From design to sewing, a couturier is responsible for every step in the garment-making process. Meet Toshio Morita, a certified couturier who has devoted his thirty-year career to making clothing samples. In the fashion industry, samples are generally produced by mass-production factories, but Morita's company specializes in the making of this "very first garment". Why does he focus solely on samples? After sharpening his sewing skills as a young man in London, Morita says he discovered the joy – among the challenges - of "giving life" to a design that exists only on paper. Learn what the 70-year-old Morita is up to as he continues to break new ground in the world of sample-making.
Morita helms a garment factory in Shibuya, Tokyo. With a staff of thirty, he creates garment samples for famous designers and brands, as well as retail franchises and even corporate uniforms, sometimes within the span of three days. This range of products calls for vast techniques, which Morita shares with designers in person.
Recently, Morita has begun producing his own items as a couturier. His "kimono gown" is a stunning kimono that can be worn casually over clothes. His hope is to make kimonos and Japanese culture more accessible abroad, expressed through the Western-style sewing used for comfort and mobility. The kimono gown took dozens of attempts to perfect, but Morita's tireless work and endless inspiration keeps the fresh ideas coming.
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2-33-7 Uehara Shibuya Tokyo 151-0064 Japan
The furoshiki is a simple piece of square cloth, beloved by the Japanese, dating back over one thousand years. It has the capability of transforming into any shape and size, and can wrap anything from square boxes to wine bottles and soccer balls. Learn more about this fascinating item and see how it can be incorporated into everyday life!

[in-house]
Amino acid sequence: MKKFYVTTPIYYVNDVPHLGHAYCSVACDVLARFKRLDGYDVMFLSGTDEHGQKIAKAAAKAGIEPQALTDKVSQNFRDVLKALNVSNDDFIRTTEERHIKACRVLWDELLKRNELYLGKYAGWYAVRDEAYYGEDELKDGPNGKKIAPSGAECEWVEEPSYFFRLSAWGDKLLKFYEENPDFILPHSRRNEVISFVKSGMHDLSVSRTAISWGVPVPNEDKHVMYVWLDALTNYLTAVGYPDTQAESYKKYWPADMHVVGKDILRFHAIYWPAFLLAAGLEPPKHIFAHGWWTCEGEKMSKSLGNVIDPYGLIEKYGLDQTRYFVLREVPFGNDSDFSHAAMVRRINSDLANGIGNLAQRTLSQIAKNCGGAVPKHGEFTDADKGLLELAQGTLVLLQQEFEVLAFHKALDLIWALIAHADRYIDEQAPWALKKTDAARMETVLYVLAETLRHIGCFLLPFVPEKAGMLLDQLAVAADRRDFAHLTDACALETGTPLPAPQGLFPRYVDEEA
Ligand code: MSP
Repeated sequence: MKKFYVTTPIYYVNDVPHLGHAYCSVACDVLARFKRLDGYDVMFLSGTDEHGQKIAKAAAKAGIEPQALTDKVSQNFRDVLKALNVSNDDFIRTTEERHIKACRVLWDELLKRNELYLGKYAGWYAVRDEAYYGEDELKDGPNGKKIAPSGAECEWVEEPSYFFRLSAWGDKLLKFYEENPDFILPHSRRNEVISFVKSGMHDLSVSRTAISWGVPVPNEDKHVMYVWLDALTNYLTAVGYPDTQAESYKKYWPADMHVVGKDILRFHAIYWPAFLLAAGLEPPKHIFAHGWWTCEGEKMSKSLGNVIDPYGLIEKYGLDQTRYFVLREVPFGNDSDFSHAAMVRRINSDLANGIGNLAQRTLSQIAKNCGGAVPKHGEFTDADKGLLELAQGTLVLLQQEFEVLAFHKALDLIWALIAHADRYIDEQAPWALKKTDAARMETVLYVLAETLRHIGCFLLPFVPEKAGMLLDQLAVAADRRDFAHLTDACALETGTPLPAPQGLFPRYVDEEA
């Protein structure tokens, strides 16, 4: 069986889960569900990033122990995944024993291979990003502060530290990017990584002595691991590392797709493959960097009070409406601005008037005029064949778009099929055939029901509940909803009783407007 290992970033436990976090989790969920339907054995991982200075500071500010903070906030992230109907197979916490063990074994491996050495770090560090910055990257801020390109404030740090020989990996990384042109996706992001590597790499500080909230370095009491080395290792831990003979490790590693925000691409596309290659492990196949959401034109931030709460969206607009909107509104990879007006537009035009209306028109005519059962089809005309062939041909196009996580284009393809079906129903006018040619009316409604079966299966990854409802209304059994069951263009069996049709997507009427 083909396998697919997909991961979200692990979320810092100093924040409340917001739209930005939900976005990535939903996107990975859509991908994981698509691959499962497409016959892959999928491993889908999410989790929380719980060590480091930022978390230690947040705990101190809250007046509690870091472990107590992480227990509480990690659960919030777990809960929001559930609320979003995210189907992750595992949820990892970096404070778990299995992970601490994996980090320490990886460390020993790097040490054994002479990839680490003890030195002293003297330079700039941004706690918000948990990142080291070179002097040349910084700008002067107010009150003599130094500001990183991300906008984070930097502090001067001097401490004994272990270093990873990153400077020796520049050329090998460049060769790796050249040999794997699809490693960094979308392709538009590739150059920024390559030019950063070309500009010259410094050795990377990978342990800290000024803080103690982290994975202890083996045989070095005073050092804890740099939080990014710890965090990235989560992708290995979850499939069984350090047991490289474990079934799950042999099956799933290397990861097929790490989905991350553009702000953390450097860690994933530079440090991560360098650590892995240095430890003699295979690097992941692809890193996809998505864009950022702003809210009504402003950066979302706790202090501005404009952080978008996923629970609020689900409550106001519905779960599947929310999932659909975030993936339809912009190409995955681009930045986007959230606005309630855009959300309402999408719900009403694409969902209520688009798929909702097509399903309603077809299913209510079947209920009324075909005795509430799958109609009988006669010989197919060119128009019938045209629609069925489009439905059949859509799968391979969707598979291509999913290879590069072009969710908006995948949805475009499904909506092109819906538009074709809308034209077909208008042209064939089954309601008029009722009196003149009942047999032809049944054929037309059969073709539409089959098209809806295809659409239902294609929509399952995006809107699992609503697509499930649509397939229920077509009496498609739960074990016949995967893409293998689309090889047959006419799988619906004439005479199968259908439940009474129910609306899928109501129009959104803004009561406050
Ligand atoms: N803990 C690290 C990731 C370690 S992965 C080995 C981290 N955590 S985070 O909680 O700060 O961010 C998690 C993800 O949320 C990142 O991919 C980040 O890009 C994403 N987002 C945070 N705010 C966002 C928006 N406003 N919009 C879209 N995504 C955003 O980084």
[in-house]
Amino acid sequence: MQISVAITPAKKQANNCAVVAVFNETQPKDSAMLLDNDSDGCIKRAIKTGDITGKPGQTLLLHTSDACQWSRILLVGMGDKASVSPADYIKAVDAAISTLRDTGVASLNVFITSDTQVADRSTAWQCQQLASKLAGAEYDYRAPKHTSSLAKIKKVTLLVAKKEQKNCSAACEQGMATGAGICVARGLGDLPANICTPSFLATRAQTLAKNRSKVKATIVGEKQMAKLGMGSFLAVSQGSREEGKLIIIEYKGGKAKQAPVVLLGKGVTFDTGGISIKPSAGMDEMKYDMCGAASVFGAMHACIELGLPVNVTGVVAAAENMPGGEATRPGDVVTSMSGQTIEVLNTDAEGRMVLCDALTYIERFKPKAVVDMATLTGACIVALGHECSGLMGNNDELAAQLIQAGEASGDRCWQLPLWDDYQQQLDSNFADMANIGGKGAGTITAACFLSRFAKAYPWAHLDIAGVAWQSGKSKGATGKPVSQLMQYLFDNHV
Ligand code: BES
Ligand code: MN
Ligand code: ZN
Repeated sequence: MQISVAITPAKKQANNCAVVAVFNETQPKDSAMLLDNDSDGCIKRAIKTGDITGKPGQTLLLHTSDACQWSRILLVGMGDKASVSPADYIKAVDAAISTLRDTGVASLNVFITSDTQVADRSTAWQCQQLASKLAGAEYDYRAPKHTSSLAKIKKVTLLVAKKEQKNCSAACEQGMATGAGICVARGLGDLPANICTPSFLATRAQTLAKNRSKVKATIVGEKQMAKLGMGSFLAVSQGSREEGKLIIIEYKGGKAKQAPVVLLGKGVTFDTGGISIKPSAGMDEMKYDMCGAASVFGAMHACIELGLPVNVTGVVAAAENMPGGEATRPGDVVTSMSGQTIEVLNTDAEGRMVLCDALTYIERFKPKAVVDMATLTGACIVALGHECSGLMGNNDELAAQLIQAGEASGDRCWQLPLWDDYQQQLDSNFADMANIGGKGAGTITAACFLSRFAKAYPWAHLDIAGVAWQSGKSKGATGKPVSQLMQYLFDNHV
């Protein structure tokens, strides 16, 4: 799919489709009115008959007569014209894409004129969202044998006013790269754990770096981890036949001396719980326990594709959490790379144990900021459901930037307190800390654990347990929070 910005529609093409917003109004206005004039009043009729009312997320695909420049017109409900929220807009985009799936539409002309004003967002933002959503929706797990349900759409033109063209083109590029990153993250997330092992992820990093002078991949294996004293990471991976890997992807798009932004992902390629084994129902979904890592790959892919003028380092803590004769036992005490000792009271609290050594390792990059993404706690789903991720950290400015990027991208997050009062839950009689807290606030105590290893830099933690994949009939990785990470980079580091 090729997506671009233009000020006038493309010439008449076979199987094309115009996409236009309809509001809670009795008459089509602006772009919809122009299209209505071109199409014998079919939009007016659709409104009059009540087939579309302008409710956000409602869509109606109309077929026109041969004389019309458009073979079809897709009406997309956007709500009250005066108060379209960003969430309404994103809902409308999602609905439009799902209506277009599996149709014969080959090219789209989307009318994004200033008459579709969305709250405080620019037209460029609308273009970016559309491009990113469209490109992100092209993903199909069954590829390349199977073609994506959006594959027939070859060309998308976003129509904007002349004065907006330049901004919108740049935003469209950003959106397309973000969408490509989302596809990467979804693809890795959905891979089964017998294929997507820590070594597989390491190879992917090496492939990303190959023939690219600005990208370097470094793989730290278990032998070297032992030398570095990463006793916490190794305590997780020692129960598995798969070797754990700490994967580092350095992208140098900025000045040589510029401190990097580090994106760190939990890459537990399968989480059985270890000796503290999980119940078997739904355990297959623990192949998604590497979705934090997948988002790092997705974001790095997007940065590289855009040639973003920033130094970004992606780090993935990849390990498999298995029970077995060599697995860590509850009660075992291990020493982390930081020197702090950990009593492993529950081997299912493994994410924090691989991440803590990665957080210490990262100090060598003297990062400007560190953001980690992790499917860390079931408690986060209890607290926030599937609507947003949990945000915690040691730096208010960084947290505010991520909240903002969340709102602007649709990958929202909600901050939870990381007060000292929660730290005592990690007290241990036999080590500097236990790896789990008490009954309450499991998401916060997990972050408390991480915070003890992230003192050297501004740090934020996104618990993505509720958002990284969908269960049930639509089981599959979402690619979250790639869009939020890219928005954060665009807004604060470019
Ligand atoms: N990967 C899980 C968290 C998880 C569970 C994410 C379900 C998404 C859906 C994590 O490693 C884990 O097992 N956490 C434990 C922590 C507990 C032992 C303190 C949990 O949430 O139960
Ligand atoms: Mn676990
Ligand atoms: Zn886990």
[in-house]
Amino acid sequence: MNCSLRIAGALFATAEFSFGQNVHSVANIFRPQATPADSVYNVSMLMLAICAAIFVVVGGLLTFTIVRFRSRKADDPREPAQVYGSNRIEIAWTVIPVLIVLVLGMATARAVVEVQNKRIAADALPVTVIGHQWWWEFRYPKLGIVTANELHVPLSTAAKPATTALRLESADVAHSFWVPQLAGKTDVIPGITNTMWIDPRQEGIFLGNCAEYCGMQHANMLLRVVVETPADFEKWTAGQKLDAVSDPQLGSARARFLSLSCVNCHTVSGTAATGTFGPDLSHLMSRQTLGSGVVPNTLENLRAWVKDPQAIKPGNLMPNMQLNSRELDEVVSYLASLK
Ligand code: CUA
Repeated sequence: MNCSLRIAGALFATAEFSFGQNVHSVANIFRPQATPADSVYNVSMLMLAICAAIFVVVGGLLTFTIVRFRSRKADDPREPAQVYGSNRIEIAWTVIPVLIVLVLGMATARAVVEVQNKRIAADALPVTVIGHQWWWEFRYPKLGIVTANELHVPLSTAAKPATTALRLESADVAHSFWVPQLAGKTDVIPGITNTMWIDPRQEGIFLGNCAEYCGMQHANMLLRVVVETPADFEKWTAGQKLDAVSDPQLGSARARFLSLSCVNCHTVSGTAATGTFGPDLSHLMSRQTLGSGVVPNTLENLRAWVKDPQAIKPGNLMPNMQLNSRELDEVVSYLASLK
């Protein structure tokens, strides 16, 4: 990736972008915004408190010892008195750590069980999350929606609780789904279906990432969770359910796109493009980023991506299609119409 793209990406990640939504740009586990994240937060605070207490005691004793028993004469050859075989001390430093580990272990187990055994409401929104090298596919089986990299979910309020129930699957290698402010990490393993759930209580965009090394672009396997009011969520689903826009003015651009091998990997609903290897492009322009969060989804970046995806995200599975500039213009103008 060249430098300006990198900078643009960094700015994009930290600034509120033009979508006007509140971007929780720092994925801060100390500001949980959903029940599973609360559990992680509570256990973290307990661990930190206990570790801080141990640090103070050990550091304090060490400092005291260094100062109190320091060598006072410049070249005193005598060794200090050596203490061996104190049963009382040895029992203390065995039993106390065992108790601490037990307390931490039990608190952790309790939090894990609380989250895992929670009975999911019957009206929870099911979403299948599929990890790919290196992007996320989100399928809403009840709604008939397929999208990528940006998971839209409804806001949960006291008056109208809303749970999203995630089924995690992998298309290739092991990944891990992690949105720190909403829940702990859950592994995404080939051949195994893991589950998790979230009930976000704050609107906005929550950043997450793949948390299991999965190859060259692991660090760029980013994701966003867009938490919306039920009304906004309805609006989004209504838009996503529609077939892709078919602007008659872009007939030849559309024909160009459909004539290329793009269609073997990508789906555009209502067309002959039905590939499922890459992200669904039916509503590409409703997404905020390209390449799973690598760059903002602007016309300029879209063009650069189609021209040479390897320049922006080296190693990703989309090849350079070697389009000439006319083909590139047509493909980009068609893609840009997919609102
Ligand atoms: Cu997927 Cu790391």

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Morimoto Building 1F, 7-2 Nihonbashi-Tomizawacho Chuo Tokyo 103-0006 Japan
2-31-8 Jingumae Shibuya Tokyo 150-0001 Japan
Japanese Designers on the Italian Runway
Lots of kids love fashion today, but how many know how clothes are actually made?
Morita holds special workshops with local elementary school students to share the garment-making process with them.
His hope? That some of them might find they want to make clothes themselves…and maybe give the fashion world a try some day.
- Producer Yoyo
Marie is wearing a stunning "kimono gown" featured in the episode, and in her hand is a bag made from furoshiki – it's a simple square cloth that transforms into bags of all shapes and sizes, depending on your need or mood! The Japanese are so resourceful, without compromising beauty, of course.
The back of the kimono gown features a magnificent drawing of cranes and pine trees, hand-drawn with the traditional Yuzen dyeing technique. The incredible thing is that the drawing doesn't fade in the wash.
- English Advisor Yuki
In the program, we could only lightly touch on how to fold a furoshiki bag…so here's a slightly more in-depth description.
First, find a furoshiki or simple square cloth (a scarf works!), and lay it on the table inside out.
Take two corners that are side-by-side and tie a deep knot...
And do the same with the opposite two corners.
Take two of the tied ends.
And creating a bit of space inside, tie into a tight knot. This is the handle, so make sure there's enough room for your hand. Do the same with the other tied ends.
Grab hold of the handles, and poke around the inside of the bag with your hand to create room for your belongings. Voila!
- Director Hatao